The first person who will live to see their 150th birthday has already been born--at least that's what longevity researcher Aubrey de Grey thinks. He also thinks that scientists are about to be able to "cure" ageing.
Even more incredibly, he believes that the first person to live for 1,000 years will be born in the next two decades. The biomedical gerontologist and chief scientist of a foundation dedicated to longevity research claims that within his own lifetime doctors will have all the tools they need to 'cure' ageing. The Daily Mail quotes him as saying, "I'd say we have a 50/50 chance of bringing ageing under what I'd call a decisive level of medical control within the next 25 years or so. And what I mean by decisive is the same sort of medical control that we have over most infectious diseases today. This is absolutely not a matter of keeping people alive in a bad state of health. This is about preventing people from getting sick as a result of old age.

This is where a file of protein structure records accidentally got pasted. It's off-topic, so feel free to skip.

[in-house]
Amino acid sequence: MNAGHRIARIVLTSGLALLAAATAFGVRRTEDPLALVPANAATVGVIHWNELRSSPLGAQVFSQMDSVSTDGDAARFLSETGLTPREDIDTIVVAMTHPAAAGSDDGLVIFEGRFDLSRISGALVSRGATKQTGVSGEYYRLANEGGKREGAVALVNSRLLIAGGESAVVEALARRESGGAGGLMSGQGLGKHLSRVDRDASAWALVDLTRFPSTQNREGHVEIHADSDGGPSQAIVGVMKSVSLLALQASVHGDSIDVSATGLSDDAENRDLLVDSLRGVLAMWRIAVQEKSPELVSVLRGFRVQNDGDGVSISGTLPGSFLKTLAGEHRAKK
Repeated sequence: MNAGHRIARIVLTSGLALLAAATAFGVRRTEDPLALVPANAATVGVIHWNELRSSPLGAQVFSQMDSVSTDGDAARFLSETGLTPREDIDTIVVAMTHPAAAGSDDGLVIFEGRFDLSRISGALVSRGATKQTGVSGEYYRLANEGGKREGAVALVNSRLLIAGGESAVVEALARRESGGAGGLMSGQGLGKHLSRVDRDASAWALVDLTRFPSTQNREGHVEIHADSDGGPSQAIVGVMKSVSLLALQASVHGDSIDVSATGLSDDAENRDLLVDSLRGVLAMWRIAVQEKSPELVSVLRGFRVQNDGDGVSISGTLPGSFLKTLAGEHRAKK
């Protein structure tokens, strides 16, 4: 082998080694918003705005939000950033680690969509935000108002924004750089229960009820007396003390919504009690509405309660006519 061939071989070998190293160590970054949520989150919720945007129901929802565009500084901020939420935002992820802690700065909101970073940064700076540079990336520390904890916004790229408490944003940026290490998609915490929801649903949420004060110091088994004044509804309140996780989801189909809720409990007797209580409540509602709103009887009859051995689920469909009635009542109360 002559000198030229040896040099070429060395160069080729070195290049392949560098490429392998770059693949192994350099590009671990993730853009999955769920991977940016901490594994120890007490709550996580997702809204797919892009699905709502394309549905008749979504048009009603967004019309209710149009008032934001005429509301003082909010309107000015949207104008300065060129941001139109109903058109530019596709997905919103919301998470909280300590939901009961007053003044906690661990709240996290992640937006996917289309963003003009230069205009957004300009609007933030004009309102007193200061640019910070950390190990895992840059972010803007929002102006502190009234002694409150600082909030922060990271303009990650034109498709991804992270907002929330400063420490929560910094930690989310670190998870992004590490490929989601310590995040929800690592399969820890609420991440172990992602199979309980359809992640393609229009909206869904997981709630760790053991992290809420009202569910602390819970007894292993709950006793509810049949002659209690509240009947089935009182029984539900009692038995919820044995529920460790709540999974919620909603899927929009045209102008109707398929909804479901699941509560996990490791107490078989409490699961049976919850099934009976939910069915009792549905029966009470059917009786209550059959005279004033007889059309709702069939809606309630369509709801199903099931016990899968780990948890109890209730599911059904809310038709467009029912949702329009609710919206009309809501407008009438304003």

"The idea is to engage in what you might call preventative geriatrics, where you go in to periodically repair that molecular and cellular damage before it gets to the level of abundance that is pathogenic."
An average of three months is being added to life expectancy every year and experts think there could be a million centenarians worldwide by 2030. So far, the world's longest-living person lived to 122 and in Japan alone there were more than 44,000 centenarians in 2010. However, other researchers think that the obesity epidemic, which is now spreading worldwide as more and more countries adopt a Western diet, may mean that a longer lifespan is not possible.
One of the keys to staying young is eating right and exercise, which can be as pleasant as a brisk daily walk. In Anne Strieber's diet book, she has a special chapter on exercise titled "The Tyranny of the Body," in which she states unequivocally that walking is the very best exercise there is.